My father had been summoned to meet with the Hebrew school principal. “What have you done?” my mother asked.
“Nothing,” I replied with absolute accuracy.
I can vividly recall my father returning home from that meeting. He was angry.
“Your teacher says you are mentally retarded. The principal says they don’t teach retarded kids. They are removing you from the school.”
I had been labeled and discarded. Yet my Hebrew school principal was not an unkind man. I remember him for his warmth and enthusiasm. My teacher was a young Israeli woman who was actually very nice.
Labeling and discarding. It was part of the culture, in both the Jewish and secular worlds.
February will be Jewish Disabilities Awareness and Inclusion Month, a designation that did not exist in the fall of 1961, when I was denied a path to my bar mitzvah because I was expelled from Hebrew school for lack of smarts.
If you were ever wondering why we need a specifically Jewish disabilities awareness, it’s because the problem has been part of our culture. Jews value learning. We have community nachas (pride) for the accomplishments of all of those smart Jewish people.
The trap becomes how we treat those who are not so smart. “Not everyone is an Einstein,” my father told me, while adding with pride that Einstein was Jewish.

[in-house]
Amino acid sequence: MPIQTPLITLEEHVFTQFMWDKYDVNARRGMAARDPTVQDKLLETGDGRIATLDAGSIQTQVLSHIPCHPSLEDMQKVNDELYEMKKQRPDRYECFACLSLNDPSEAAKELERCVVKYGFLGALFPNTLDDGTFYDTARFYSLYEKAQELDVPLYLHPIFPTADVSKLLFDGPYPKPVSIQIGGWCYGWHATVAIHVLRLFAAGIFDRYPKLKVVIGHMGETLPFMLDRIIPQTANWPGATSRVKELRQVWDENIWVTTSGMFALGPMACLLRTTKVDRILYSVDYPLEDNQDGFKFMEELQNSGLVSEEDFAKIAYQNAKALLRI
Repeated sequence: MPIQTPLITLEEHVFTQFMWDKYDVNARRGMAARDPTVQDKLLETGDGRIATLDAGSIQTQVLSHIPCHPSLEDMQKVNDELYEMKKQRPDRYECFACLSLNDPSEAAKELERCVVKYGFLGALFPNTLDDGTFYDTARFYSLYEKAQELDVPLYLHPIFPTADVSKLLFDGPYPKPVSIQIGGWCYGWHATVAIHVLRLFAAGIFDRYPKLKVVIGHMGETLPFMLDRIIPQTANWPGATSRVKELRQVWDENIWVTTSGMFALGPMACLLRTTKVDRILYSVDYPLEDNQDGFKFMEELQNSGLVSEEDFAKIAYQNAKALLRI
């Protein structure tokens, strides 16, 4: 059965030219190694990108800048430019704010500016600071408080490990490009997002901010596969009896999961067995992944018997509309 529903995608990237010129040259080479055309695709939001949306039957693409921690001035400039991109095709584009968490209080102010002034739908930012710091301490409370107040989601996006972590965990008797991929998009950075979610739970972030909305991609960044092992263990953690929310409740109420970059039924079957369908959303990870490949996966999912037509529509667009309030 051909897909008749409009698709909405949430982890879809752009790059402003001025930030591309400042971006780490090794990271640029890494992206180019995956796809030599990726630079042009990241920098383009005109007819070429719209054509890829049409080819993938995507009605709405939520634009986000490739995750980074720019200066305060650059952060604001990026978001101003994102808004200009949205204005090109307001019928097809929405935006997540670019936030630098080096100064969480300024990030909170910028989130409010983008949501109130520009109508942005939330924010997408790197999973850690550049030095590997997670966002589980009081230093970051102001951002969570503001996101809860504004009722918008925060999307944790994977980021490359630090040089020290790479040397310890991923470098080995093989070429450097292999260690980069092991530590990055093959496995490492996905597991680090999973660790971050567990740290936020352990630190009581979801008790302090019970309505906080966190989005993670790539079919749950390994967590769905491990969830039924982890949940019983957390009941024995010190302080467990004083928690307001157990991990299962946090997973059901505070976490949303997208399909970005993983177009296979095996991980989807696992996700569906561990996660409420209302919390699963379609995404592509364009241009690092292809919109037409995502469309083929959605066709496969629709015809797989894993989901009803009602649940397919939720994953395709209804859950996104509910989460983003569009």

This is ironic because the text is so clear. You don’t need to find a subtle point in the Mishnah. The Passover haggadah tells the story of four sons: The simple one is treated kindly at his level of understanding; it is the smarty-pants, arrogant one who is put in his place.
In my time, I served on three school boards, one Jewish and two public districts. The culture has changed dramatically for children, in part due to the Americans with Disabilities Act of 1990, signed by a president, the late George H.W. Bush, who envisioned a kinder, gentler nation.
Yet, how kinder and gentler are we with the adults? How do we interact with those we come across in everyday life? Have you noticed the middle-aged man bagging groceries who speaks with a stutter and doesn’t make eye contact? Do we allow him to remain invisible?
I have a Chicago cousin whose learning disabilities are apparent. His curse in life is not his disability. It is social isolation. About 20 years ago, he joined a health club. He told me about a man who would chat with him when their workout times overlapped. I thought, “What a mensch.”
The man had an unusual name. One I had not heard before: Barack Obama.
Disability Sensitivity Training 101: Be a mensch.
My personal story became family folklore. My father was not about to accept the principal labeling me “retarded” or his expulsion pronouncement. My father made a bet that he could get me up to grade level in two months, with the help of a tutor, if the principal would defer my expulsion.
My father was irritated particularly with me. Three weeks earlier, at a parent-teacher conference, my fourth-grade teacher in public school had informed my parents that I was the smartest boy in the class.
Returning home from that conference, my mother kvelled, “Gordy, we are so proud of you!”
At age 13, I had my bar mitzvah.